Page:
Prestige Limousine operator Nauman Hussain was taken into custody Wednesday in a traffic stop on a highway near Albany, New York State Police said.
The company, which Hussain's father owns, has come under intense scrutiny since Saturday's crash outside Albany killed two pedestrians and 18 people in a super-stretch limo. It was taking a group to a birthday bash.
Prestige's vehicles have been cited with a roster of safety violations, and state officials have said the limo involved in the crash failed an inspection and was declared "unserviceable" Sept. 4. The company's lawyer, Lee Kindlon, has said safety problems were fixed, though the state says that's not so.
As Hussain awaited arraignment and police planned a news briefing on the case, Kindlon said the 28-year-old Hussain just handled marketing duties and phone calls while his father ran the company, though police call Hussain its operator.
"My client is not guilty," Kindlon told reporters gathered outside a state police headquarters in Latham. "The police jumped the gun in charging him with any crime."
Hussain has had a brush with law enforcement before. State police accused him and his brother of claiming each other's names after a 2014 traffic stop, which happened while the brother was driving without a valid license.
In Saturday's crash, a 19-seater Prestige limo ran off the road and plowed into a parked SUV at the bottom of a long hill in Schoharie, about 25 miles west of Albany. The crash appeared to be the nation's deadliest traffic accident since a bus full of Texas nursing home patients caught fire while fleeing 2005's Hurricane Rita, killing 23.
Gov. Andrew Cuomo said Monday that the limo driver didn't have the required commercial license, that the limo had failed a September inspection and that the company "had no business putting a failed vehicle on the road."
"Prestige has a lot of questions to answer," the Democrat said at the time.
The limo had been cited Sept. 4 for code violations, including a problem with the antilock brakes' malfunction indicator system. A sticker was placed on the vehicle declaring it "unserviceable," state Department of Transportation spokesman Joseph Morrissey said.
It was the latest in a series of inspection knocks for the Gansevoort, New York-based company. Four of its limos were cited with a total of 22 maintenance violations this year, though none was deemed critical.
"Those safety issues had been addressed and corrected," Kindlon told CBS News in a segment on Tuesday. "Not all infractions are major. A lot of these things are minor and were fixed."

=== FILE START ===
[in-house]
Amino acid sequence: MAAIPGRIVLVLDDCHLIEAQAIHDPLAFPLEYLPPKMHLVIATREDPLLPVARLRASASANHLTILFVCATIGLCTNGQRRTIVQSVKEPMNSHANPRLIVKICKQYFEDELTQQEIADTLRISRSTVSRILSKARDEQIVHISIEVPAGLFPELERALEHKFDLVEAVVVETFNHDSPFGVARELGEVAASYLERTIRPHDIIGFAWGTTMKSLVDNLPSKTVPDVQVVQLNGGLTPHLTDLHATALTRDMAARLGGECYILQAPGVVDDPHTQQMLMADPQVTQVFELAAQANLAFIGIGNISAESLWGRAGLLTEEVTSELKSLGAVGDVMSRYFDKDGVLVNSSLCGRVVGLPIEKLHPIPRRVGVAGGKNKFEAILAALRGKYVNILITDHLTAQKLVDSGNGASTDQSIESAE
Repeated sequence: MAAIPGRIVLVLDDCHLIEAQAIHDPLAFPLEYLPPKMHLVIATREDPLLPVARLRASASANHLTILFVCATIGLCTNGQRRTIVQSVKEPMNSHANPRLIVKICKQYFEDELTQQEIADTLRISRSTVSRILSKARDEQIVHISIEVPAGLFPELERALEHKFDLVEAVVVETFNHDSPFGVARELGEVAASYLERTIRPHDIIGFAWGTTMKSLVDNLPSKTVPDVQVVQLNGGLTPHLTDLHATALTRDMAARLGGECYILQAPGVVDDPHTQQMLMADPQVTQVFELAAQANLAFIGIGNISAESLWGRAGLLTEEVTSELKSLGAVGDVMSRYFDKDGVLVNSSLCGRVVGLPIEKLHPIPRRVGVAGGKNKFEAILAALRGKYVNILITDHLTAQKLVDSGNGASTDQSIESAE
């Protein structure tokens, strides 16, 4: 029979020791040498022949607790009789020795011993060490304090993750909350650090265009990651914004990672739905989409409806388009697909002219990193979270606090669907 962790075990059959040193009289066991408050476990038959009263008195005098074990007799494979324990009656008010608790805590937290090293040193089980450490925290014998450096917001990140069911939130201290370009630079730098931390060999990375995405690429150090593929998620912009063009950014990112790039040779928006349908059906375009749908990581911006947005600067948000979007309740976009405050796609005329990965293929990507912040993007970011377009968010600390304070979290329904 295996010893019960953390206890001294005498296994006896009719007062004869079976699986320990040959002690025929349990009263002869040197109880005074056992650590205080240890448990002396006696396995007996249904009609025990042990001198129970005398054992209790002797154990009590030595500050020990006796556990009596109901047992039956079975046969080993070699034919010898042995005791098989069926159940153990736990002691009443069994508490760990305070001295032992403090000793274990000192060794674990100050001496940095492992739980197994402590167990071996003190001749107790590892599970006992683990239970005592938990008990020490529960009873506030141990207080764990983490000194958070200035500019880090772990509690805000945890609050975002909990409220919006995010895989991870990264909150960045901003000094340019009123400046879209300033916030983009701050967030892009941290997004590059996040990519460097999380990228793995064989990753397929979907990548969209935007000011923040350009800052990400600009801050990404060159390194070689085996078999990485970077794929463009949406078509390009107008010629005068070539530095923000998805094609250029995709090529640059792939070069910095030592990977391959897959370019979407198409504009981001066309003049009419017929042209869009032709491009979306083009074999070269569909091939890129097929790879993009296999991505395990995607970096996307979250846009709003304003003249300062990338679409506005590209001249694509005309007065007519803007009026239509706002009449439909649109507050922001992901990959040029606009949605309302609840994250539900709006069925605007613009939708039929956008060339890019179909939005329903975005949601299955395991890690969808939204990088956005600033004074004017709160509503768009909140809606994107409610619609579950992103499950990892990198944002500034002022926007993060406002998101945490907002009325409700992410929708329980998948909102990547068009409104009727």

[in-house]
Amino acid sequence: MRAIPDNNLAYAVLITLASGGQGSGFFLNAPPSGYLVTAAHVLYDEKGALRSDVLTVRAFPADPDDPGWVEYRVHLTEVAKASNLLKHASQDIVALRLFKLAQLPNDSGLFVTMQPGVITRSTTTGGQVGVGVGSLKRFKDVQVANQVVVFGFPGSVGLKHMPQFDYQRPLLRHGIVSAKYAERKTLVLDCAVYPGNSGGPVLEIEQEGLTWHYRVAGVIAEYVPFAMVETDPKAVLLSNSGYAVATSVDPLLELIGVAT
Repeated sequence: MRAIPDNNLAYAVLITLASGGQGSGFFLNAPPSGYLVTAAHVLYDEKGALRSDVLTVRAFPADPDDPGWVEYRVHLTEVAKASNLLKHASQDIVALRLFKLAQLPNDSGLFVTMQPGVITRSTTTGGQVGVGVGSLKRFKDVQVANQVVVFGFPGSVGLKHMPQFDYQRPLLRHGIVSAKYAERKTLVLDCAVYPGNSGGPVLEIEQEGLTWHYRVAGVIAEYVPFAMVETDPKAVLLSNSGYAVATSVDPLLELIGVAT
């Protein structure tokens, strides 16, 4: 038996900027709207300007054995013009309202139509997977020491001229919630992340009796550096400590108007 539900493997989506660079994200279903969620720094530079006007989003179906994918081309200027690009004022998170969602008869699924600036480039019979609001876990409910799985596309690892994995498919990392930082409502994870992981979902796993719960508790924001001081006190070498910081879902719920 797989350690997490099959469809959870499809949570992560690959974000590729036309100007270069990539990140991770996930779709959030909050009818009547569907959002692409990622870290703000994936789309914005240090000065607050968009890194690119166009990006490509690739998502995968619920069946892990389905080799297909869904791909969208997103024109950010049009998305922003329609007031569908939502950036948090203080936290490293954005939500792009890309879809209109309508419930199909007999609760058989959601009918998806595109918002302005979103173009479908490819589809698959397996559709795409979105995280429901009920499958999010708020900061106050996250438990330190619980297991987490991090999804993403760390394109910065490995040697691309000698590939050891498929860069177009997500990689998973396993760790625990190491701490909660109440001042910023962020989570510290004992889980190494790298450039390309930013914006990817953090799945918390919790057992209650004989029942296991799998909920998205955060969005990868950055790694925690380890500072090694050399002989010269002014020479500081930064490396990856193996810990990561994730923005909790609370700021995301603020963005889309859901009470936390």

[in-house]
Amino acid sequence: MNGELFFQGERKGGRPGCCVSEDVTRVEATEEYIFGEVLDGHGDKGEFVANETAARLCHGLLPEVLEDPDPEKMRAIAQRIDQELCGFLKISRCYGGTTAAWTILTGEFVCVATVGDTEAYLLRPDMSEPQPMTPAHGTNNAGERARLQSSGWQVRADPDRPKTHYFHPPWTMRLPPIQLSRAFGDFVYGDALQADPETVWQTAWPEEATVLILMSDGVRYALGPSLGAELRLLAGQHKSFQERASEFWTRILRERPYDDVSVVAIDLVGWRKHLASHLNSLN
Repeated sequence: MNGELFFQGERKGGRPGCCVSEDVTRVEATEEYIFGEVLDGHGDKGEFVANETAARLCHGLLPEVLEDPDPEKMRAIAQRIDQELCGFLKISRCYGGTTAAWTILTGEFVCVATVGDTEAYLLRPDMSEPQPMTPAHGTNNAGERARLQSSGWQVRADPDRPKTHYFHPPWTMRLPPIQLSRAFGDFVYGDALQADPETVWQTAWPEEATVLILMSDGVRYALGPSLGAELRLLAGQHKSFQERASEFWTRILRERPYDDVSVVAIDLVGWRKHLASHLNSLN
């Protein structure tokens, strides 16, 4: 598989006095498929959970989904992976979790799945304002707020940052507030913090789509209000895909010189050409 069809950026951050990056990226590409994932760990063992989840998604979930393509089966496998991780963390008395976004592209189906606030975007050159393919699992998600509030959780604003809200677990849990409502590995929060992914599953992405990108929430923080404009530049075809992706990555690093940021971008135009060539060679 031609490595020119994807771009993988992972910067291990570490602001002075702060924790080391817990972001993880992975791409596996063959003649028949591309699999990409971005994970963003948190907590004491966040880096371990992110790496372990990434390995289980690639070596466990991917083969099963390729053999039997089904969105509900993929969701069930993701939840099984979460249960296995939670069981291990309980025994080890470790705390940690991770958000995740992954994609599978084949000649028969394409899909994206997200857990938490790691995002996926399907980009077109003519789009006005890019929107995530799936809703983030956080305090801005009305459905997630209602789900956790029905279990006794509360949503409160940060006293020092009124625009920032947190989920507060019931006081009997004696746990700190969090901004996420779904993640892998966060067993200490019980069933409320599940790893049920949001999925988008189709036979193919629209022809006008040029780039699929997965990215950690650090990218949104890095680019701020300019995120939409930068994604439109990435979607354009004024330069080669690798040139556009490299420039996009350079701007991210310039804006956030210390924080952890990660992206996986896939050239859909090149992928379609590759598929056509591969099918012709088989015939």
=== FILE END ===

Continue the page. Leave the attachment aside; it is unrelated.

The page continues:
But Morrissey said any assertion that the limo involved in the crash had been cleared for service was "categorically false."
Even if the violations had been corrected, the owner would have needed a new inspection and new approval to transport passengers, the Transportation Department said.
Kindlon said he didn't think the infractions contributed to the crash. He suggested the driver, who died in the crash, might have misjudged his momentum on a hill.
Driver Scott Lisinicchia's family, meanwhile, said he was unwittingly put in an unsafe vehicle.
Kim Lisinicchia told CBS in an interview broadcast Wednesday that she heard her husband repeatedly say: "I'm not going to drive this, like this. You need to get me another car." But then "he trusted in what the limo company said, that the cars were all right."
She said her husband was an excellent, veteran driver with over 20 years of experience in tractor-trailers and was in fine health.
"I feel for these victims," the widow said. "I am in no way trying to make it seem like it's about me or my husband. I just want my husband to be vindicated. I have to stand for him, 'cause nobody else will."
A vigil for the victims was set for Wednesday evening in a Schoharie school gymnasium.
Services have been set for some of the victims, including 24-year-old Savannah Devonne Bursese, of Johnstown, the accident's youngest victim. Her family is holding a private service Friday. In nearby Amsterdam, a funeral Mass is scheduled Saturday for the four King sisters, three of their husbands and the brother of one of the husbands.
Associated Press writer Jennifer Peltz in New York contributed to this report.
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